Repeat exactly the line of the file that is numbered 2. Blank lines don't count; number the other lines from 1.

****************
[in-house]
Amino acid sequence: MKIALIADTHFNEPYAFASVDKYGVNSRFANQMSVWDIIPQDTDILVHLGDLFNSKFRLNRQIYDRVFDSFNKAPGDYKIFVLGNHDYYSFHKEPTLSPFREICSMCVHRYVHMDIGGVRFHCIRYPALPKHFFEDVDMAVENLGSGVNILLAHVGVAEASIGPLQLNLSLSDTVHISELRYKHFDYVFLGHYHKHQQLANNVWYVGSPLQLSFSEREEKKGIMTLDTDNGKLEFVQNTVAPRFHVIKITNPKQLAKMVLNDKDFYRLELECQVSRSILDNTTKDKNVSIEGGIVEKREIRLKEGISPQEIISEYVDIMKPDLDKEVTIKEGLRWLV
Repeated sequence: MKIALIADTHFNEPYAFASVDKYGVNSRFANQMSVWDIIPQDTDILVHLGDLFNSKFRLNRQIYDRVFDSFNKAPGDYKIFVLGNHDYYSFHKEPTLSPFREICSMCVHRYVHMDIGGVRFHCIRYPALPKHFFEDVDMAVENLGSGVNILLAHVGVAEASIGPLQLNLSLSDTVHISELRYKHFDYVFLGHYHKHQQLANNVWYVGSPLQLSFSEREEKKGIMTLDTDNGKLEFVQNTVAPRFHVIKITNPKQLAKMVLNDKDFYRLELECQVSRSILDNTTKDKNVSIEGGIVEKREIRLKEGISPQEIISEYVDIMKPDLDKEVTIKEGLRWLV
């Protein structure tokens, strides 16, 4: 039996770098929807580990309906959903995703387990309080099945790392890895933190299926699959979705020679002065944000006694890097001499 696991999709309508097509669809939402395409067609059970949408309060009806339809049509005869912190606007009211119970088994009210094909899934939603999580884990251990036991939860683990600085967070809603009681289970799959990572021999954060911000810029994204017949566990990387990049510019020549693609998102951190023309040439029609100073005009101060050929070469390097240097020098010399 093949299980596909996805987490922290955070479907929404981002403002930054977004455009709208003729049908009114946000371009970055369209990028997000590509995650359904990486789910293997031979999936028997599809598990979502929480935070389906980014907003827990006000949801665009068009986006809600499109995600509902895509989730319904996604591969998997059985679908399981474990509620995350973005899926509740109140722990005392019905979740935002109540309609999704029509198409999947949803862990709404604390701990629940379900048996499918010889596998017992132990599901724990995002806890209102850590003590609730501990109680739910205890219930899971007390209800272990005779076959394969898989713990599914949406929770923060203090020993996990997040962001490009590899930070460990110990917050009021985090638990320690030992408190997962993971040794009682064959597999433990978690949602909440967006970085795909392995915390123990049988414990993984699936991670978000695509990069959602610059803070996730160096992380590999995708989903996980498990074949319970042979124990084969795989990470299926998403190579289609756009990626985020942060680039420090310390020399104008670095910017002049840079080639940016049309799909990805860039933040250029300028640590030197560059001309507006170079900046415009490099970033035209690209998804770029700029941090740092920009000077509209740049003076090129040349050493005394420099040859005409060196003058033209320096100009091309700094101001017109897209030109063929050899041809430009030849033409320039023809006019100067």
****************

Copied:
Amino acid sequence: MKIALIADTHFNEPYAFASVDKYGVNSRFANQMSVWDIIPQDTDILVHLGDLFNSKFRLNRQIYDRVFDSFNKAPGDYKIFVLGNHDYYSFHKEPTLSPFREICSMCVHRYVHMDIGGVRFHCIRYPALPKHFFEDVDMAVENLGSGVNILLAHVGVAEASIGPLQLNLSLSDTVHISELRYKHFDYVFLGHYHKHQQLANNVWYVGSPLQLSFSEREEKKGIMTLDTDNGKLEFVQNTVAPRFHVIKITNPKQLAKMVLNDKDFYRLELECQVSRSILDNTTKDKNVSIEGGIVEKREIRLKEGISPQEIISEYVDIMKPDLDKEVTIKEGLRWLV